Here's how to avoid common traps when you're preparing your children for their new academic year.
Have you finished your school shopping? Did you get the right color folders or the ugly ones that left both you and your child crying in the Target parking lot? Don’t worry, the tears are probably more about summer being over and the change of routine than they are about the getting the folders right.
Yes, it’s that crazy time of the year when, as a kid, I remember trying to cram every possible summer vacation-y type moment into my days because I was dreading the change of pace that school brings. That meant making last minute trips to the library, finding a cool, quiet place to read for as long as possible, and eating as much ice cream outside as I could get away with after my 30th time running through the sprinkler.
Now that I have to prepare for my own child to go to school, the last few days of summer are spent in a frenzy of preparation rather than a frenzy of summertime activities. And when I need a little extra help in my back-to-school preparations, here are a few saints I turn to.
St. Frances de Sales — for when I forget the importance of patience and the big picture in my rush to prepare
St. Francis de Sales helped so many people understand the faith with his simple and clear explanations, but above all by his gentleness. Instead of preparing long homilies that showed off his knowledge and theological insight, he kept his talks short and focused on one practical goal. He also got creative when he needed to help others, learning sign language when he discovered there were deaf people in his community.
St. John Bosco — for when I am tempted to take shortcuts or don’t want to get too involved in my child’s education
St. John Bosco was so moved by the difficulties boys faced in his time that he did whatever it took to help them. He did magic tricks for them to get their attention and entertain them, then he gave them an education. He would find them a place to live and help them get jobs. He didn’t even stop there — he would advocate for them at their jobs so that they were treated fairly. If John Bosco was able to be an educator and father figure to so many young men in his life, the least I can do is make sure I am fully invested in my own children’s education.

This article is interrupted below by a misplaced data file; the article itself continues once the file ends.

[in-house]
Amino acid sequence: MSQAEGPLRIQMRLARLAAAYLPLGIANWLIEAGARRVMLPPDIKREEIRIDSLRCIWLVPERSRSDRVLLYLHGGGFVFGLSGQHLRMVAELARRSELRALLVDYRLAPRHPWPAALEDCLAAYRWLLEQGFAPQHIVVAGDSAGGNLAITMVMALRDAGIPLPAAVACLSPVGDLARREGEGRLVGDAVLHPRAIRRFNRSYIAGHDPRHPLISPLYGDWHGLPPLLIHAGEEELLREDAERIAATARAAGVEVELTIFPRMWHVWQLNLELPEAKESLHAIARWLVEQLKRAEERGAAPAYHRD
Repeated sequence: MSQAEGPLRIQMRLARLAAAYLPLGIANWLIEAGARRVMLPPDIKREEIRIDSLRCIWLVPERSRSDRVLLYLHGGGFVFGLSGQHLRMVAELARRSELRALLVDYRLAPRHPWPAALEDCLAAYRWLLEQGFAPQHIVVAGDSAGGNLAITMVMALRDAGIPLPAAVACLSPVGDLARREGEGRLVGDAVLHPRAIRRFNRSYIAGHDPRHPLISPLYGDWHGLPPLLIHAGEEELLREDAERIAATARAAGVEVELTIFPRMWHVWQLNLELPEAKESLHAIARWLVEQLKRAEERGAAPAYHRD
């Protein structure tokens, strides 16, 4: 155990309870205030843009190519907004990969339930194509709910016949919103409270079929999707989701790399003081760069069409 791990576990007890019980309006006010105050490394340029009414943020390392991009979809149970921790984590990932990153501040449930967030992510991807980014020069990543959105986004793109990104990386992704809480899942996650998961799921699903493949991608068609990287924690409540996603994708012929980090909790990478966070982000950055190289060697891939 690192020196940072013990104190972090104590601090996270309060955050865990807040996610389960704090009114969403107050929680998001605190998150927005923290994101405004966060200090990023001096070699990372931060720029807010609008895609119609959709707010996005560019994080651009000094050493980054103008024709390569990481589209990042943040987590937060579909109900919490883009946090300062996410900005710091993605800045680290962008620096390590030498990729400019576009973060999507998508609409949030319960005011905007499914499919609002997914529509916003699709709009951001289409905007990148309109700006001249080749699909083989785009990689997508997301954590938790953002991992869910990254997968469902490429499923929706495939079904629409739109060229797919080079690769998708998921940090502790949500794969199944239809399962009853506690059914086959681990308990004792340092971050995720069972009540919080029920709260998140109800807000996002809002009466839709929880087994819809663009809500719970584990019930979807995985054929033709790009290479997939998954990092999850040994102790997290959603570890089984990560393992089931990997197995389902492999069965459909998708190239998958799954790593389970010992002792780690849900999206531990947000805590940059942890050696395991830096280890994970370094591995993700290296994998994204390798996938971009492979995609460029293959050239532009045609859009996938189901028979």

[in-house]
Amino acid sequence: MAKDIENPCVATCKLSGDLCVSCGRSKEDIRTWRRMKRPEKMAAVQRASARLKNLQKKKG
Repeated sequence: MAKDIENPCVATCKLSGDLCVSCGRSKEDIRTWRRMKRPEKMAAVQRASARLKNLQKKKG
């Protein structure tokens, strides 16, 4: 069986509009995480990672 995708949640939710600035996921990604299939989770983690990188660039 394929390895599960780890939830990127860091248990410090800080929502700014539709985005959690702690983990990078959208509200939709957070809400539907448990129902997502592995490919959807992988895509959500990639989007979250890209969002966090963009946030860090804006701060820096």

St. Cassian — for when I think my own example is not important, or that I can say one thing and do another and my children won’t notice
St. Cassian taught children writing at a school in Rome, and then when he refused to worship Roman gods, was martyred with the stylus he used for teaching. I always need the reminder that my child is watching my every move, and how I speak, treat the people around me, and even in the little things like how I prepare them for school or talk about school, all of my actions are teaching them. Personal integrity is so important for all of us, especially those who are front and foremost in the lives of children.
In the hustle and bustle of the change from summer mode to school mode, stay focused on the most important things. The transition to a new schedule and the pain of saying goodbye to summer break will be over soon. But the patience that you have during these days (despite buying the wrong color folders), the time and attention you give to your child’s education, and the integrity that you have through it all will make all the difference as your child grows and matures.